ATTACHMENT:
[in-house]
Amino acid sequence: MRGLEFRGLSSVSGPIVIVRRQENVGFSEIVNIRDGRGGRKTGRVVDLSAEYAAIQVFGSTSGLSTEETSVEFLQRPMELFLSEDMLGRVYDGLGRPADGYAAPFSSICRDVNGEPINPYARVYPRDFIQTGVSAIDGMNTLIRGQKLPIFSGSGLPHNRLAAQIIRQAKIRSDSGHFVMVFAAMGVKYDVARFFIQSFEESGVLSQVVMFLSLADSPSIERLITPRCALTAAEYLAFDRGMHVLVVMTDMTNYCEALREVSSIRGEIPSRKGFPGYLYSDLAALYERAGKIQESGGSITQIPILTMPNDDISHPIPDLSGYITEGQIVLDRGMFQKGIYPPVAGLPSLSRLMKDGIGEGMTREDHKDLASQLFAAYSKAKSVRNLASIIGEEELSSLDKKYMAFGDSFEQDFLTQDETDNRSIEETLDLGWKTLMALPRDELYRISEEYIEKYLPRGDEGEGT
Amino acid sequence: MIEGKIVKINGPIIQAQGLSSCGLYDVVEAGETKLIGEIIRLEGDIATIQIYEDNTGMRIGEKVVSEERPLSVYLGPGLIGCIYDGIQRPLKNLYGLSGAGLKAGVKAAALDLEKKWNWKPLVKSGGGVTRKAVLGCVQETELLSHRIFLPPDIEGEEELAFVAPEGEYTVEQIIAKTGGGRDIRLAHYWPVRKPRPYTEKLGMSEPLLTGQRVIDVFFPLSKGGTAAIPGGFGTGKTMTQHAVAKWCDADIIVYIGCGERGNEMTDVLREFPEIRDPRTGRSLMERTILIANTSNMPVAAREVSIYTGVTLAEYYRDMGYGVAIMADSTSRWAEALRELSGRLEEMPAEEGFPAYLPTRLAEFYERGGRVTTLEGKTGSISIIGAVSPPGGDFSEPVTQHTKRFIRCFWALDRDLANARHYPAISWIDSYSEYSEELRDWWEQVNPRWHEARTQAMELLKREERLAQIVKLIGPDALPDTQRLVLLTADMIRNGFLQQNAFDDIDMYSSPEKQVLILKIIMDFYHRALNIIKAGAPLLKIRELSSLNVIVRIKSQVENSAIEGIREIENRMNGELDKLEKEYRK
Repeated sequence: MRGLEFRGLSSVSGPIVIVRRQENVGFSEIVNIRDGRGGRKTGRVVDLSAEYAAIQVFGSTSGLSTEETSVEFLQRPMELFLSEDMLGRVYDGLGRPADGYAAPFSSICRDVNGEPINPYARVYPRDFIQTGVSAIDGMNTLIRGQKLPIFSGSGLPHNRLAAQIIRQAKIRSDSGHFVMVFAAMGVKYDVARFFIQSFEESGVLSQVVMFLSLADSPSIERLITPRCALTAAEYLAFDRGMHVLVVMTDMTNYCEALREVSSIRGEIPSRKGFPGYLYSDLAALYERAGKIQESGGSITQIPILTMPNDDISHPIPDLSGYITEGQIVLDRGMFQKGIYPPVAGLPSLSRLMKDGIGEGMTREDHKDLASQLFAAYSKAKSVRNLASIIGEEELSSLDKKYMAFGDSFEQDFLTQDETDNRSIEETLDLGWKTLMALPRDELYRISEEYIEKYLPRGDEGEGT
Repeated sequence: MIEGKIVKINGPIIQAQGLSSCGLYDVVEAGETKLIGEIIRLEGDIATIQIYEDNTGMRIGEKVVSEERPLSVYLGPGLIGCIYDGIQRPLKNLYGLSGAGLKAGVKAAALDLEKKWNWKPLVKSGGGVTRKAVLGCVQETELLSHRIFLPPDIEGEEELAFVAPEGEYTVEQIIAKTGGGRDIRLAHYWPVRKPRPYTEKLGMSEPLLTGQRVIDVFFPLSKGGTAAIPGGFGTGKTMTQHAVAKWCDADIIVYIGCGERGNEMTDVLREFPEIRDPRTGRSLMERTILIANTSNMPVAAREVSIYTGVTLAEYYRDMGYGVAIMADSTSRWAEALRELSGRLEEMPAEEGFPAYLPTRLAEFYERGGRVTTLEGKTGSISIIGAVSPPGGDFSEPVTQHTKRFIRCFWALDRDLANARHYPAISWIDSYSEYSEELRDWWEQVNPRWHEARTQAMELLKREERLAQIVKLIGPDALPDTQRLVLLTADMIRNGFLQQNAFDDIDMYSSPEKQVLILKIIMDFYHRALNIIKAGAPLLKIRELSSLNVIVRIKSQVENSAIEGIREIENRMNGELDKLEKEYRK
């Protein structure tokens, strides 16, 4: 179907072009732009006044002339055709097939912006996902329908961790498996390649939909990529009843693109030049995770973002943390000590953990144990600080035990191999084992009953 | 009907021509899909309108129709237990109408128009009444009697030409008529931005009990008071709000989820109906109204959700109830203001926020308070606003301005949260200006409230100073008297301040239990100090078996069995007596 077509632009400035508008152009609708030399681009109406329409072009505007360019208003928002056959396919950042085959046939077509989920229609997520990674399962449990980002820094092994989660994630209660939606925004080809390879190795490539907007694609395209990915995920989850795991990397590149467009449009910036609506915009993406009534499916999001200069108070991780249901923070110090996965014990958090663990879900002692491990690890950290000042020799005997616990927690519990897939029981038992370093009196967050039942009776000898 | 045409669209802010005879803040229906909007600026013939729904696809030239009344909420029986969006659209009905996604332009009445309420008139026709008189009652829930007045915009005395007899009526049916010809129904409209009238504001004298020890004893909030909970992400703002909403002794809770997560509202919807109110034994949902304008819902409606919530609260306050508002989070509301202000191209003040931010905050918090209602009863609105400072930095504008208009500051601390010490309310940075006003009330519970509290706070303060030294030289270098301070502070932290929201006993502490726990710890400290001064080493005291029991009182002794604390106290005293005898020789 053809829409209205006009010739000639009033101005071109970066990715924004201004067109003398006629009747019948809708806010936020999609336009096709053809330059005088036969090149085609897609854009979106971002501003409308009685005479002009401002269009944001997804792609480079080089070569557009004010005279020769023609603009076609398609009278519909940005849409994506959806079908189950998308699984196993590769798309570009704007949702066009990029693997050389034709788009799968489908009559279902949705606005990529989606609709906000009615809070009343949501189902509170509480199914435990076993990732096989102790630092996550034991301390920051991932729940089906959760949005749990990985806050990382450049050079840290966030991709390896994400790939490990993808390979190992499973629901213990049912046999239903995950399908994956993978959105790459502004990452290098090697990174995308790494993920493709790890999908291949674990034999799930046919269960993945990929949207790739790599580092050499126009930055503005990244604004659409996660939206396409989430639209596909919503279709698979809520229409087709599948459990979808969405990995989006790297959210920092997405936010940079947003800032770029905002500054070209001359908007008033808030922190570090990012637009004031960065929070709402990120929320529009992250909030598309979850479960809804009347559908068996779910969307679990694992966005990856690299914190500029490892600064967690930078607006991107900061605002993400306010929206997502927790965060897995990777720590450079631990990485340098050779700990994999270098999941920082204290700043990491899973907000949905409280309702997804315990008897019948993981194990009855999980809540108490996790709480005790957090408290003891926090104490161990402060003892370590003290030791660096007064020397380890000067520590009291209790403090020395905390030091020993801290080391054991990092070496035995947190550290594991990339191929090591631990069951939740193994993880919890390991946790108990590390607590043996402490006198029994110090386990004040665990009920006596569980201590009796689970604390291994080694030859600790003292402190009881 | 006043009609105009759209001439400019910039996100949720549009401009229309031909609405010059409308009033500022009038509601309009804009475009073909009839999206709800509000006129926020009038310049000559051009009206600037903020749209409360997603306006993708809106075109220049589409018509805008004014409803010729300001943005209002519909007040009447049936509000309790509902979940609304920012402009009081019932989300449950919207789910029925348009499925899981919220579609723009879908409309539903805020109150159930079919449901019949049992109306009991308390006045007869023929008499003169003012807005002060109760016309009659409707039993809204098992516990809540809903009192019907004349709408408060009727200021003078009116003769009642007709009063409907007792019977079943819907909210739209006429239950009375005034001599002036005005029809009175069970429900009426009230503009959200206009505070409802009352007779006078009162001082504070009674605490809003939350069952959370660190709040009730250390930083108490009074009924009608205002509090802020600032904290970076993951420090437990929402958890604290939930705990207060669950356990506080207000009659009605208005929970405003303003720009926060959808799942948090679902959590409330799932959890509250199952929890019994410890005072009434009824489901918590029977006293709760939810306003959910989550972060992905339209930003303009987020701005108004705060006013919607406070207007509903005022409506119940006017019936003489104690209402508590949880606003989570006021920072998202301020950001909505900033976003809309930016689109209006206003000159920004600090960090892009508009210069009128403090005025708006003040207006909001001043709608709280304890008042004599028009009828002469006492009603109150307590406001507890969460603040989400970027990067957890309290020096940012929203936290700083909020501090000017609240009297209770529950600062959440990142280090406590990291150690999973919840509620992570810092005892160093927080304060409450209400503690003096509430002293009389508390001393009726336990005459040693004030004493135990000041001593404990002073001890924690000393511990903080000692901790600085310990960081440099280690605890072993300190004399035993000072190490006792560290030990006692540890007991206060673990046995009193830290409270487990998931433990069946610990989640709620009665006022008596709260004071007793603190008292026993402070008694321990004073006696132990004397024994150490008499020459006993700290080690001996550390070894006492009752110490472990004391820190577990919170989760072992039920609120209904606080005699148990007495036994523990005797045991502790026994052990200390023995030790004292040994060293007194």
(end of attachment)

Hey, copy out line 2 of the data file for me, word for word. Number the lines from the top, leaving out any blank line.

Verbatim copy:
Amino acid sequence: MRGLEFRGLSSVSGPIVIVRRQENVGFSEIVNIRDGRGGRKTGRVVDLSAEYAAIQVFGSTSGLSTEETSVEFLQRPMELFLSEDMLGRVYDGLGRPADGYAAPFSSICRDVNGEPINPYARVYPRDFIQTGVSAIDGMNTLIRGQKLPIFSGSGLPHNRLAAQIIRQAKIRSDSGHFVMVFAAMGVKYDVARFFIQSFEESGVLSQVVMFLSLADSPSIERLITPRCALTAAEYLAFDRGMHVLVVMTDMTNYCEALREVSSIRGEIPSRKGFPGYLYSDLAALYERAGKIQESGGSITQIPILTMPNDDISHPIPDLSGYITEGQIVLDRGMFQKGIYPPVAGLPSLSRLMKDGIGEGMTREDHKDLASQLFAAYSKAKSVRNLASIIGEEELSSLDKKYMAFGDSFEQDFLTQDETDNRSIEETLDLGWKTLMALPRDELYRISEEYIEKYLPRGDEGEGT